The unnamed plaintiffs may have rights which are independent of those of the named plaintiffs, and defendant may have rights against the unnamed plaintiffs or some of them which it does not have against the named plaintiffs. There is no community of interest regarding questions of law and fact between the named and the unnamed plaintiffs. In fact, there is no definite, ascertainable class. There is only a large number of individuals, each of whom may or may not have or care to assert a claim against the union. There could be an indefinite number of factual situations applicable to the about 300 of those claimed to be similarly situated whom the named plaintiffs seek to make parties to this action without their knowledge, consent, participation, and, so far as appears, regardless of their wishes. A decision favorable or adverse to the named plaintiffs or any of them could not determine the rights of any of the unnamed plaintiffs whom the named plaintiffs purport to represent. To permit this as a representative suit might deprive defendant of the right to assert any defenses it might have against individual, unnamed plaintiffs. A judgment that the named plaintiffs are or are not entitled to recover should not operate as res judicata against either the unnamed plaintiffs or against defendant union.

Zaleski v. Local 401 of United E. R. & M. Workers, 9 N.J.Super. 206, 75 A.2d 740, concerned the method of paying dues to a labor union local. The named plaintiffs, seven in number, and perhaps all the members severally, empowered their employer to ‘deduct or check-off’ their dues and pay them to the local. The plaintiffs, becoming dissatisfied with this procedure, brought suit on behalf of themselves and all members of the union who had authorized the employer to check-off their dues, and obtained an injunction that restrained the employer from paying to the union not only their own dues but the dues of any members. Reversing, the court said (75 A.2d at page 741):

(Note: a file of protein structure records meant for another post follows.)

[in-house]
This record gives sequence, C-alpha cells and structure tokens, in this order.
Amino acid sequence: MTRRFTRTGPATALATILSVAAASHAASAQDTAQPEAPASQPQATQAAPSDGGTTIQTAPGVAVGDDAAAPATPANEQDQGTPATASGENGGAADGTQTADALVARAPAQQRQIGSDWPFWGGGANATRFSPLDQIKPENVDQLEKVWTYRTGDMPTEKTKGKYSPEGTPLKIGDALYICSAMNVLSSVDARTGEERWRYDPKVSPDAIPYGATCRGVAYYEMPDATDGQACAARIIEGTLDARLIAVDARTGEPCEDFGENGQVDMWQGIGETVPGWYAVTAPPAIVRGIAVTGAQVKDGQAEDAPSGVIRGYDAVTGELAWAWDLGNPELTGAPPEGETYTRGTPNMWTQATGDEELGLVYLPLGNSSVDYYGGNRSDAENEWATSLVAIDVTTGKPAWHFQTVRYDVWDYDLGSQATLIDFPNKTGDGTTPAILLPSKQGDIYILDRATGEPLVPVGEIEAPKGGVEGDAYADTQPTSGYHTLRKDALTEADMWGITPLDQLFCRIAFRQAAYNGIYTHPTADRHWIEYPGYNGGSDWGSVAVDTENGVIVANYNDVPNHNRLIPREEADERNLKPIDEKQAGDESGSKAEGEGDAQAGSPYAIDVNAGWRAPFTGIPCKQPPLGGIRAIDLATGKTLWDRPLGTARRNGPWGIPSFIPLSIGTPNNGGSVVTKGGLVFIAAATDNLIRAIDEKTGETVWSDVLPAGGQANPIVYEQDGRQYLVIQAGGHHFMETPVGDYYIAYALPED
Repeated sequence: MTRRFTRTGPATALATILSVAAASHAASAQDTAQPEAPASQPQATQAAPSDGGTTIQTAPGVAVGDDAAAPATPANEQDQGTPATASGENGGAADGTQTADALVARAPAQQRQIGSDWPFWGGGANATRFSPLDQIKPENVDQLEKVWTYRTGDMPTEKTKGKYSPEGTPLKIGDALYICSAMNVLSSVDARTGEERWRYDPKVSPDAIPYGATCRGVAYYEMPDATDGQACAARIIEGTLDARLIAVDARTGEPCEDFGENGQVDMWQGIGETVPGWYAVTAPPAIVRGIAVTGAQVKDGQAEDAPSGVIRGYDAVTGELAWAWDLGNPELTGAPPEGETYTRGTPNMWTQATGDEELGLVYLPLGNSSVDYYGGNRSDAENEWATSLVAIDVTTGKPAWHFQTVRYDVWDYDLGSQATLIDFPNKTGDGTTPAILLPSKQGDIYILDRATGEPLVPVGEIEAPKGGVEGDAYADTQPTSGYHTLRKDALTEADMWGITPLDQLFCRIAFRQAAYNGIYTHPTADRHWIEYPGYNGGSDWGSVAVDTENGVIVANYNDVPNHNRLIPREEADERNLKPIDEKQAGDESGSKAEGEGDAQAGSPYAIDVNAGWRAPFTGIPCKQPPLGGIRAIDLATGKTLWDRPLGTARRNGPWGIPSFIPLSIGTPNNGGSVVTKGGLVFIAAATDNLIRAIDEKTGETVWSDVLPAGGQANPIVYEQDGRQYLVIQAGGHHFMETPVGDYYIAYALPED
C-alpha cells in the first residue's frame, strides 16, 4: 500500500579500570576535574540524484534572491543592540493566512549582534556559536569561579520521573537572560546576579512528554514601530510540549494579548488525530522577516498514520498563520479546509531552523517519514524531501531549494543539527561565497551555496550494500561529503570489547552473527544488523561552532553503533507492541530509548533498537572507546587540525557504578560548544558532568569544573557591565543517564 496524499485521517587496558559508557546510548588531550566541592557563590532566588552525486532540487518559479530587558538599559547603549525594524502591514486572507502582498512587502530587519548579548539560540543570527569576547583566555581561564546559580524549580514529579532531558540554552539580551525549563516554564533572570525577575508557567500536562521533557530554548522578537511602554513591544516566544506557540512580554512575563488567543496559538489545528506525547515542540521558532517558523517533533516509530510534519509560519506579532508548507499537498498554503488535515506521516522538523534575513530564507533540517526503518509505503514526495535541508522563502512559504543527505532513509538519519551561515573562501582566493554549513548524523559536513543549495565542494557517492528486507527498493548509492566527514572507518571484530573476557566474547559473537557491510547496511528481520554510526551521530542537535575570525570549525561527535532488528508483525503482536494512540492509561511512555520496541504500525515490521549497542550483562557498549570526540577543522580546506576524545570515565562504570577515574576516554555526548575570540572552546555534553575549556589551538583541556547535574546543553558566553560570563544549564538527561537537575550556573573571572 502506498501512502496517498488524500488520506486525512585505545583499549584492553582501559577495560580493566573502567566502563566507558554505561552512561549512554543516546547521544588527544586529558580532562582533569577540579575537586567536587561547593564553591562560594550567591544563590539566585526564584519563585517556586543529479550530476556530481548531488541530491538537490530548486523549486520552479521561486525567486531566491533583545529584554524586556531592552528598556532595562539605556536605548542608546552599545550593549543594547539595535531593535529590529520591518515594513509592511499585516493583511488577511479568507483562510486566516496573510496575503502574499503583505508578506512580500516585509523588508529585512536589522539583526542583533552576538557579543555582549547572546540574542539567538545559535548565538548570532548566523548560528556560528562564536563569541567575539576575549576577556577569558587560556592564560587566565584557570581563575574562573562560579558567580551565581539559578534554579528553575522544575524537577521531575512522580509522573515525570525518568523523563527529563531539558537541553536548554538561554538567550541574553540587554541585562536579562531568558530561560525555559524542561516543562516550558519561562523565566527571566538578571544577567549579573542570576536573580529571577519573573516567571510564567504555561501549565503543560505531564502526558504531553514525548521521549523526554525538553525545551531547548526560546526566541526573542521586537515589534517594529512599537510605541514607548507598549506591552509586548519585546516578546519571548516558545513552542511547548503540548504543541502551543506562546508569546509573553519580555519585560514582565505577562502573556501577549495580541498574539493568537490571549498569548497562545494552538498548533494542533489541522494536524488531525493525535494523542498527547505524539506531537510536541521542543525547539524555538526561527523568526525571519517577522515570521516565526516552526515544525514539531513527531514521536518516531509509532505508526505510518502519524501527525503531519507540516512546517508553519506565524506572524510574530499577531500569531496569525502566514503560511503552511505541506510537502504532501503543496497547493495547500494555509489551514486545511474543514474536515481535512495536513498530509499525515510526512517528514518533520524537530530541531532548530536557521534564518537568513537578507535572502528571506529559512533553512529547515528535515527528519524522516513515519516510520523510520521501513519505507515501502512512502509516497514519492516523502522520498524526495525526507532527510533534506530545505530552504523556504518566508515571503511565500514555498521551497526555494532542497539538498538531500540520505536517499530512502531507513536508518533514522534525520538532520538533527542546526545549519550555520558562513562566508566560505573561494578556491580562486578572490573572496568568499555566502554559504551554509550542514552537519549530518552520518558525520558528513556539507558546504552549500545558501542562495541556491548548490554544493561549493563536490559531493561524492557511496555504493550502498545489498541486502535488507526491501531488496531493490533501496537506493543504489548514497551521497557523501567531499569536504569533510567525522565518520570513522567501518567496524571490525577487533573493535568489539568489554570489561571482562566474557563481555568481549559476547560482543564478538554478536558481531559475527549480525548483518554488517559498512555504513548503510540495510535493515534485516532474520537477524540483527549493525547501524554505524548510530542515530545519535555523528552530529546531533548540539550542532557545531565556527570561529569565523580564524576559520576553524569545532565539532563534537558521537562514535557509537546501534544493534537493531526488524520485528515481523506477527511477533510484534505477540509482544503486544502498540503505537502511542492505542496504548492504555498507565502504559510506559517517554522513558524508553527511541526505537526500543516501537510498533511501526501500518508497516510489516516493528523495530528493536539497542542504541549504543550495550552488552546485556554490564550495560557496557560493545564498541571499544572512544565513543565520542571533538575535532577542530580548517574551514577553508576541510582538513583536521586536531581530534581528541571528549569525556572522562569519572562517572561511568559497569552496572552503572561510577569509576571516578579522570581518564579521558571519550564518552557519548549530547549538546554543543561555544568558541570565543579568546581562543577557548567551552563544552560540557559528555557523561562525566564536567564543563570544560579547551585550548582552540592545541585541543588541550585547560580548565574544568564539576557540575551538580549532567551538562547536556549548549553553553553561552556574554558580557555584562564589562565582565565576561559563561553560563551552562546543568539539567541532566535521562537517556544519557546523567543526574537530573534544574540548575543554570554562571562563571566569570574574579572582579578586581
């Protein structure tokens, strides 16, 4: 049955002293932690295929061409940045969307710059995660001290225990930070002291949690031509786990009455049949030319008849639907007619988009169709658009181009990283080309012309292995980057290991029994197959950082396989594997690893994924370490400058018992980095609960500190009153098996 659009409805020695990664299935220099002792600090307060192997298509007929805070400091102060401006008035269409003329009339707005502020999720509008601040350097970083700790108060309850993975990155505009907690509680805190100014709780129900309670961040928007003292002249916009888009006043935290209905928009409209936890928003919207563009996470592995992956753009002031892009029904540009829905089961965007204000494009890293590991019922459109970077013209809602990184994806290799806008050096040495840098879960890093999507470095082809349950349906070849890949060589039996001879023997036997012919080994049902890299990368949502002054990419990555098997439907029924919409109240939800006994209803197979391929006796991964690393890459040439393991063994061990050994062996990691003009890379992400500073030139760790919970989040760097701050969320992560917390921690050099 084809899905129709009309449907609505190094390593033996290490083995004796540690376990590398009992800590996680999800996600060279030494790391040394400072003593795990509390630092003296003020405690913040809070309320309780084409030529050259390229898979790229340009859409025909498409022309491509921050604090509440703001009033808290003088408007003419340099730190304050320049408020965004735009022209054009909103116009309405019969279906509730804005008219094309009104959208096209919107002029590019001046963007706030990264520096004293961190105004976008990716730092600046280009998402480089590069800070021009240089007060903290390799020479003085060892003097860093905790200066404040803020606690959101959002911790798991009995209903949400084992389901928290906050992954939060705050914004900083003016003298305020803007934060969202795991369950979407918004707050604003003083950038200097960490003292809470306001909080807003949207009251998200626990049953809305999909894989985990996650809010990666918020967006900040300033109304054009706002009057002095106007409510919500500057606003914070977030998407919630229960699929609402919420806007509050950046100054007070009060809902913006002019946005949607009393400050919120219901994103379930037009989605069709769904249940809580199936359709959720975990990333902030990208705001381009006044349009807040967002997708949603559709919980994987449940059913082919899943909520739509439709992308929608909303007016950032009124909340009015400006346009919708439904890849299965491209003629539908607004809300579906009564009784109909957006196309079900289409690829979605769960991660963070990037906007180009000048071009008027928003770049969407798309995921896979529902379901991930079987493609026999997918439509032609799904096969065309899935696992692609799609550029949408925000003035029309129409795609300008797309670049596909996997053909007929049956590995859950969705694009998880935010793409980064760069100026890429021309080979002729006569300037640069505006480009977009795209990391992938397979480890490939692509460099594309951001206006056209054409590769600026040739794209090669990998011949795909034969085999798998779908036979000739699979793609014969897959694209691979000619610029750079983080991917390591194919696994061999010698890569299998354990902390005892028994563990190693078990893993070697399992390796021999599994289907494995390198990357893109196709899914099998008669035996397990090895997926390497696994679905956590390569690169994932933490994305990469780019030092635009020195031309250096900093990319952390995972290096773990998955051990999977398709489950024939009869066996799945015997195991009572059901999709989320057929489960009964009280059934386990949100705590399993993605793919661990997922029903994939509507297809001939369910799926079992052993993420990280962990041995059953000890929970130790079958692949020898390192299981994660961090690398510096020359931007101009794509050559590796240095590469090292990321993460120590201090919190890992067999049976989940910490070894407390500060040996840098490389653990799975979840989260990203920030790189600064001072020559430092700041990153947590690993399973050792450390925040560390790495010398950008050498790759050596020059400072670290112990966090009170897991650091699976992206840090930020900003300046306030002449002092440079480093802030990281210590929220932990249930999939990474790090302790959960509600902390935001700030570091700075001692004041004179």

‘The device of the class action, the prosecution or the defense on behalf of many by a few, is of great social utility and has earned a constantly widening application, since it was first employed in equity. * * * In the suit before us, the rights of the employees are several and not joint; each is concerned with his own dues and has separately empowered the employer as his agent to pay his dues. They do not appear to constitute a single class for the purpose of the present controversy, but at least two classes, namely, those who want the check-off discontinued and those who do not want it discontinued. Hansberry v. Lee, 1940, 311 U.S. 32, 61 S.Ct. 115, 85 L.Ed. 22, 132 A.L.R. 741. Obviously the plaintiffs do not represent the latter group, and yet the plaintiffs pretend to speak for them and have obtained an injunction interfering with the relation between the members of that group and the Union. * * *

‘Where the circumstances are such that all the persons severally possessing the right which is the basis of the suit would naturally want the right enforced—for instance, where the right has great value—such persons may be considered a single class, although actually there are dissenters among them. But where the wish of many to enforce the right is doubtful, the possessors of the right do not constitute a class. That was the situation in Hansberry v. Lee, supra, and is the situation here. But let us follow through on plaintiffs' theory. Since the check-off of each employee's dues depends on the separate authorization which he signed, the rights of the employees are several and not joint; and the action before us is of the kind that has come to be known as a spurious class suit.’

The trial court properly determined this is not a representative or class suit.



1.  Judge Chantry sustained the demurrer; Judge Aiso signed the judgment.

VALLÉE, Justice.

SHINN, P. J., and PARKER WOOD, J., concur.